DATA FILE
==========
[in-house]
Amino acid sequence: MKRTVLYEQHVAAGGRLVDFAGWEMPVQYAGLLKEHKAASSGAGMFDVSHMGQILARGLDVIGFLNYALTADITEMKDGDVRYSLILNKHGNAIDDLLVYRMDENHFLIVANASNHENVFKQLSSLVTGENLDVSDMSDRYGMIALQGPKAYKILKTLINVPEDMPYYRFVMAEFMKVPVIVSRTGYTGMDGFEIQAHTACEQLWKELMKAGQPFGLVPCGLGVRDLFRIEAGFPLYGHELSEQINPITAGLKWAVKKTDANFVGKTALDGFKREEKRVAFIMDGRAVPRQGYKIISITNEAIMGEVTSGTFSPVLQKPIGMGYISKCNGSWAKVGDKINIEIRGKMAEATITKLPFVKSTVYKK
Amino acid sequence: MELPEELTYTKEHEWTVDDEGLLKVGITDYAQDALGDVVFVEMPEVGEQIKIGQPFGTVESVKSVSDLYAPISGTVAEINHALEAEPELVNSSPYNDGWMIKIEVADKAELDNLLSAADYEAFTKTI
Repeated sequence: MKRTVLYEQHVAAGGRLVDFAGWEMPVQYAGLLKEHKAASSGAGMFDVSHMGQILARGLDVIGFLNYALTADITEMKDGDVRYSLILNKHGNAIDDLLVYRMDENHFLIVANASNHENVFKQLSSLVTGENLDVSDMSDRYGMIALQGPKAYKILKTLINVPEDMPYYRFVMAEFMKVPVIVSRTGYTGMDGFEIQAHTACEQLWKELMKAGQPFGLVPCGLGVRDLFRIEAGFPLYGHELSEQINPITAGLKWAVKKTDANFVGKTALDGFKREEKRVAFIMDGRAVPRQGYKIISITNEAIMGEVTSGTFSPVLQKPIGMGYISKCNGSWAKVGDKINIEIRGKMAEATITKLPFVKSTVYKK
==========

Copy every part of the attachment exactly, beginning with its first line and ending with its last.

[in-house]
Amino acid sequence: MKRTVLYEQHVAAGGRLVDFAGWEMPVQYAGLLKEHKAASSGAGMFDVSHMGQILARGLDVIGFLNYALTADITEMKDGDVRYSLILNKHGNAIDDLLVYRMDENHFLIVANASNHENVFKQLSSLVTGENLDVSDMSDRYGMIALQGPKAYKILKTLINVPEDMPYYRFVMAEFMKVPVIVSRTGYTGMDGFEIQAHTACEQLWKELMKAGQPFGLVPCGLGVRDLFRIEAGFPLYGHELSEQINPITAGLKWAVKKTDANFVGKTALDGFKREEKRVAFIMDGRAVPRQGYKIISITNEAIMGEVTSGTFSPVLQKPIGMGYISKCNGSWAKVGDKINIEIRGKMAEATITKLPFVKSTVYKK
Amino acid sequence: MELPEELTYTKEHEWTVDDEGLLKVGITDYAQDALGDVVFVEMPEVGEQIKIGQPFGTVESVKSVSDLYAPISGTVAEINHALEAEPELVNSSPYNDGWMIKIEVADKAELDNLLSAADYEAFTKTI
Repeated sequence: MKRTVLYEQHVAAGGRLVDFAGWEMPVQYAGLLKEHKAASSGAGMFDVSHMGQILARGLDVIGFLNYALTADITEMKDGDVRYSLILNKHGNAIDDLLVYRMDENHFLIVANASNHENVFKQLSSLVTGENLDVSDMSDRYGMIALQGPKAYKILKTLINVPEDMPYYRFVMAEFMKVPVIVSRTGYTGMDGFEIQAHTACEQLWKELMKAGQPFGLVPCGLGVRDLFRIEAGFPLYGHELSEQINPITAGLKWAVKKTDANFVGKTALDGFKREEKRVAFIMDGRAVPRQGYKIISITNEAIMGEVTSGTFSPVLQKPIGMGYISKCNGSWAKVGDKINIEIRGKMAEATITKLPFVKSTVYKK